“The ski areas feel like we need Congressional protection because there have been four policy changes to (our) water rights in the last 10 years,” Link says. “Quite frankly, it’s not good for business.”
To Link, the bill simply protects ski resorts’ water rights – used for everything from snow-making to cleaning bathrooms – from federal “encroachment” and uncertainty. Ski resorts champion themselves as stewards of sustainability; surely, they could be trusted to not suck a river dry. But to get the bill moving through Congress, its scope has considerably broadened, and for many, that's where the issue lies.
Even if ski resorts were good stewards, Niemerski says, the bill gives them leave to later sell their water rights to another entity that could abuse it with impunity – the ol' "buy and dry."
The Ski Areas Association “strongly disagrees” with environmentalists’ interpretation and says the bill includes language to prevent the degradation of rivers. Nonetheless, the group wrote a letter last month asking Reps. Tipton and Polis to narrow the bill’s scope to help mitigate the conflict. It may be too late, though. HR 3189 is set to go to vote as early as Wednesday, and is now supported by the National Cattlemen’s Beef Association and the American Farm Bureau.
"It's an extreme measure," says Niemerski. "You could use a scalpel to try to solve this issue, but they've gone and tried to legislate with a sledgehammer."
Luckily for river advocates, HR 3189 passed the Republican-controlled House Natural Resources Committee along party lines and is likely to fizzle in the Democratic-controlled Senate. The Forest Service and the Interior Department claim the bill is unnecessary and could have “unintended consequences.” Those agencies are fast-tracking their own regulations (at Colorado Sen. Mark Udall’s behest) to give ski resorts the control they want, without broad-brush regulations that could curtail federal stream flow requirements.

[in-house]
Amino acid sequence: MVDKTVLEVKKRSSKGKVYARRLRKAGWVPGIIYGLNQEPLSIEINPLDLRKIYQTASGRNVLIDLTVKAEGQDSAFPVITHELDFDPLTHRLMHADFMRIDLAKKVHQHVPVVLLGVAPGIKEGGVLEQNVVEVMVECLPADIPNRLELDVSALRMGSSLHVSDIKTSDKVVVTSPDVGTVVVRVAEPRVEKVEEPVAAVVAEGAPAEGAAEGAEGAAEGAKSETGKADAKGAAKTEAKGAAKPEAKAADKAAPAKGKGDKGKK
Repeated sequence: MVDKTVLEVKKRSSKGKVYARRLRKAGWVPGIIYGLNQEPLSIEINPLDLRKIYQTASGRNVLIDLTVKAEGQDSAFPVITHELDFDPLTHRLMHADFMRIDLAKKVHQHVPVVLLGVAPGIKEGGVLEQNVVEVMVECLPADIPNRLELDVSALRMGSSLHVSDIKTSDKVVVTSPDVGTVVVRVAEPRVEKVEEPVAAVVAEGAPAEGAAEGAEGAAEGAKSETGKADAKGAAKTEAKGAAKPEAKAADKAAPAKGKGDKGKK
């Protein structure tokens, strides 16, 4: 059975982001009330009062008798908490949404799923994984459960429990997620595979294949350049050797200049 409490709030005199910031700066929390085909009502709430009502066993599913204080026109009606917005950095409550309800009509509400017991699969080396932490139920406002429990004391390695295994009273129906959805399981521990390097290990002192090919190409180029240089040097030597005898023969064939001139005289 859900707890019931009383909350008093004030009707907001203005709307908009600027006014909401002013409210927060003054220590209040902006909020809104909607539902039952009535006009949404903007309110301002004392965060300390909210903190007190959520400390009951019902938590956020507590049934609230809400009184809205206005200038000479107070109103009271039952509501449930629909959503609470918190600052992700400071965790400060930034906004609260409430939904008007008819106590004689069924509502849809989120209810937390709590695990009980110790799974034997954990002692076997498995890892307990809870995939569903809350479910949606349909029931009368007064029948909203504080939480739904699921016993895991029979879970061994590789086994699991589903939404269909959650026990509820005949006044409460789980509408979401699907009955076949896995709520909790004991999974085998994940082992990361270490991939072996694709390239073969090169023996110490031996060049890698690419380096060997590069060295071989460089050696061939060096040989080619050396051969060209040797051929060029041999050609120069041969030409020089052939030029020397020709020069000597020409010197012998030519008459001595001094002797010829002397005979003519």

For water scholars like Benson, though, this isn't just a fight between ski resorts and river advocates. It's merely the latest chapter in a political history that precedes the Sagebrush Rebellion. The effort to limit federal control over water resources dates back to the 1950s, yet continues to be "a winning political theme" in much of the rural West.
"This goes way beyond ski areas," Benson says. "It's a broad swipe at federal authority."
Update: Rep. Jared Polis, one of HR 3189's original sponsors, announced on Tuesday that he was withdrawing his support of the bill as currently written. However, Polis will continue to support the measure if a suggested amendment is adopted that will refocus on the narrow conflict between the Forest Service and the ski industry. Polis "strongly supports" the bill's original intent and believes that the Forest Service was "overstepping boundaries" when it tried to take over ski resorts' water rights, but the bill has snowballed into an effort that could hurt river health and recreation nationwide, his spokesman Scott Overland says.
Krista Langlois is an editorial fellow at High Country News. She tweets @KristaLanglois2.